Almost two years ago Microsoft introduced its subsidized Xbox 360 bundle for $99. Buyers who opted in would then be locked into a 2 year contract for $15 a month, in which they would receive most online Xbox services. At the time Microsoft gained a fair bit of attention for bringing what was once generally thought of as a model for high end smartphones to the gaming space.

However, Redmond did not appear to be seeking the same kind of attention when it shut the program down as the Wall Street Journal reports. Microsoft quietly discontinued the $99 on-contract Xbox 360 bundles back in July according to Microsoft Spokesperson David Dennis. Earlier this week Dennis said the program "was intended to be a pilot experiment from the start, and Microsoft routinely adjusts the mix of offers available to its customers and this change was simply standard business practice."

The program was available across Microsoft Stores, Best Buy, GameStop and Walmart, and eventually the company offered a higher end 360 on-contract as well. While there was a fair bit of attention when it was announced, it wasn't all positive, some criticized the on-contract machine for being more expensive in the end than buying a system upfront.

At the time of its launch, the $99 machine was rumored to be a sort of test run for something Microsoft would be trying out with its at the time un-announced next gen console. Others suggested it is more likely that Microsoft was just trying to squeeze the last bit of sales out of the potential low cost 360 market as the new machine's launch approached.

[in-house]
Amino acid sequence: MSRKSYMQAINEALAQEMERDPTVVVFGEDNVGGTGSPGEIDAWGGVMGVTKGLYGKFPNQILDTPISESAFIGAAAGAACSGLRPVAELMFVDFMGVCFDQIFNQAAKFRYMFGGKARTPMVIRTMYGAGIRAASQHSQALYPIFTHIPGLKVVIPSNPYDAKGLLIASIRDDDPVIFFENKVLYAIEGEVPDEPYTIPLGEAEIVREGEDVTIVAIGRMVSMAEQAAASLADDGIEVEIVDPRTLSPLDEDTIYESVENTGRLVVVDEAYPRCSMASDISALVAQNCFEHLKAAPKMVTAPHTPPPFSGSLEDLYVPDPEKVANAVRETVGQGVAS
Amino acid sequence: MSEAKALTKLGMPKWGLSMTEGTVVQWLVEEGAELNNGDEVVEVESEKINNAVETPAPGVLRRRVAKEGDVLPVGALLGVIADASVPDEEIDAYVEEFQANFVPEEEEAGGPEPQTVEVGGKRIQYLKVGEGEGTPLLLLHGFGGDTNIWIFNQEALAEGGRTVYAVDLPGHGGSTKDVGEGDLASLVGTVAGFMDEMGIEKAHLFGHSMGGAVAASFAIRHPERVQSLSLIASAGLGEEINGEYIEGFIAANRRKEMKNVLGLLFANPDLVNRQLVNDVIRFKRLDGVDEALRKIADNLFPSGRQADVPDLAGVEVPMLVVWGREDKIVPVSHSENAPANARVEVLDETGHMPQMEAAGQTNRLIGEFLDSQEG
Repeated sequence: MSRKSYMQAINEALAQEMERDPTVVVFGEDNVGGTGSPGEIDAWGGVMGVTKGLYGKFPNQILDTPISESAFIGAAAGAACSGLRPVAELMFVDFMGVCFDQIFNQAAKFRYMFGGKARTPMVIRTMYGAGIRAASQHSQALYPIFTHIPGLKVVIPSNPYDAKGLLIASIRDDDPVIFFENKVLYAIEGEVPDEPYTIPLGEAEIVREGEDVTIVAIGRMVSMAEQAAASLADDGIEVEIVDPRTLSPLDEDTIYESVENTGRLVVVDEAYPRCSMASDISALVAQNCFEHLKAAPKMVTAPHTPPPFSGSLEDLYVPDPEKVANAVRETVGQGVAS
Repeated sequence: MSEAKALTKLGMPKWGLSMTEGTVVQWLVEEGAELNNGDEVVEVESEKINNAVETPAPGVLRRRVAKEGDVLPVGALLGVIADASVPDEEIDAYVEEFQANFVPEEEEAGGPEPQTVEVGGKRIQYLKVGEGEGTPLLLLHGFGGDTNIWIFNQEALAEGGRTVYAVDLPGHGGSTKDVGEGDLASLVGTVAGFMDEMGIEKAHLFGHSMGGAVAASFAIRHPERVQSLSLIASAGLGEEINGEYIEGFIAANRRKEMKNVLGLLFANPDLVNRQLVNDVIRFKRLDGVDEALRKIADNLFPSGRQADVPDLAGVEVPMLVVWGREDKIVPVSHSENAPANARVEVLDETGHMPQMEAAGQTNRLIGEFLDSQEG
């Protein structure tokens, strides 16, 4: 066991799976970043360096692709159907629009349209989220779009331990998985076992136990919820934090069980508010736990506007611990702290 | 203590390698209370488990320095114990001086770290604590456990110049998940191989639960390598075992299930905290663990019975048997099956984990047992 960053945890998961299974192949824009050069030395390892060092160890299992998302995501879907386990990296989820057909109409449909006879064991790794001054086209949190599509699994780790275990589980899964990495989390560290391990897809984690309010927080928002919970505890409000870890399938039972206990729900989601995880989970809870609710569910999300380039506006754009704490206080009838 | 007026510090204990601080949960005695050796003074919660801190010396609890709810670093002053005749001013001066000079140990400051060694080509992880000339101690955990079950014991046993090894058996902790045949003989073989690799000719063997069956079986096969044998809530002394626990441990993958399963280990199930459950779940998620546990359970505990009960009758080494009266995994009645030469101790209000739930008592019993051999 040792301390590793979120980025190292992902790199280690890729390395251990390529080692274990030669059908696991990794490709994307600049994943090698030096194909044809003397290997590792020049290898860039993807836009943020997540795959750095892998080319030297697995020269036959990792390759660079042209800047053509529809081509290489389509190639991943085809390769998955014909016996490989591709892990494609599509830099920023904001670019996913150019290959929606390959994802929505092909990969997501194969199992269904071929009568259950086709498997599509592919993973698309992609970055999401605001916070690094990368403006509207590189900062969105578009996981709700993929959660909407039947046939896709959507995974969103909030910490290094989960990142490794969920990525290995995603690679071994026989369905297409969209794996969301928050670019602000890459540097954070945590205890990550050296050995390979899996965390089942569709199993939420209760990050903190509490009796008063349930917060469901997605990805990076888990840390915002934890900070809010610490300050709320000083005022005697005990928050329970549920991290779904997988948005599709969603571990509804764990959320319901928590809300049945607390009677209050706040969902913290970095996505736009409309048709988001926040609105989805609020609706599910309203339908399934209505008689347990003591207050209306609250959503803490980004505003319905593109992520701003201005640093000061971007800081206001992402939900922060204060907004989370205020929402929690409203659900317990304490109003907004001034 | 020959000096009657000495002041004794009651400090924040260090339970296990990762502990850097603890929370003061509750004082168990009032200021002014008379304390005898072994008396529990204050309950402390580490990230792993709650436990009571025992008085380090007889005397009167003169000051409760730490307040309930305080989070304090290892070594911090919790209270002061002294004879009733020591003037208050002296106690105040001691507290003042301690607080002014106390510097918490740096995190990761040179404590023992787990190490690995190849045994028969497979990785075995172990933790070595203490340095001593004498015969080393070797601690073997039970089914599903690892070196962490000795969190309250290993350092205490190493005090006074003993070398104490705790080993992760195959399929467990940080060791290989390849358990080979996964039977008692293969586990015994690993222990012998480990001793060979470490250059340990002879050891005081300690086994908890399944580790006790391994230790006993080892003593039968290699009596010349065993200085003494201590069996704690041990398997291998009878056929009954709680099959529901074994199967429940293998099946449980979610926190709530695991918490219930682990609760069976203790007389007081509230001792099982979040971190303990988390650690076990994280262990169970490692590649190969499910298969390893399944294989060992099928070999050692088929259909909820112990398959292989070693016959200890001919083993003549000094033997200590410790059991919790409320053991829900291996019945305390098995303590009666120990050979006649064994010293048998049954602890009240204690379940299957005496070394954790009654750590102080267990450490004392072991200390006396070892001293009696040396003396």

While we are yet to see something along these lines for the Xbox One, it isn't entirely out of the question. In 2012, Microsoft's interactive entertainment unit's marketing manager said that the subsidized pricing scheme would remain through future product launches and was "pivotal" to its business. Whether Microsoft does eventually do something like this or not, it is going to have to get creative (or desperate enough to offer a major price drop) in order to catch up to Sony's next gen numbers now.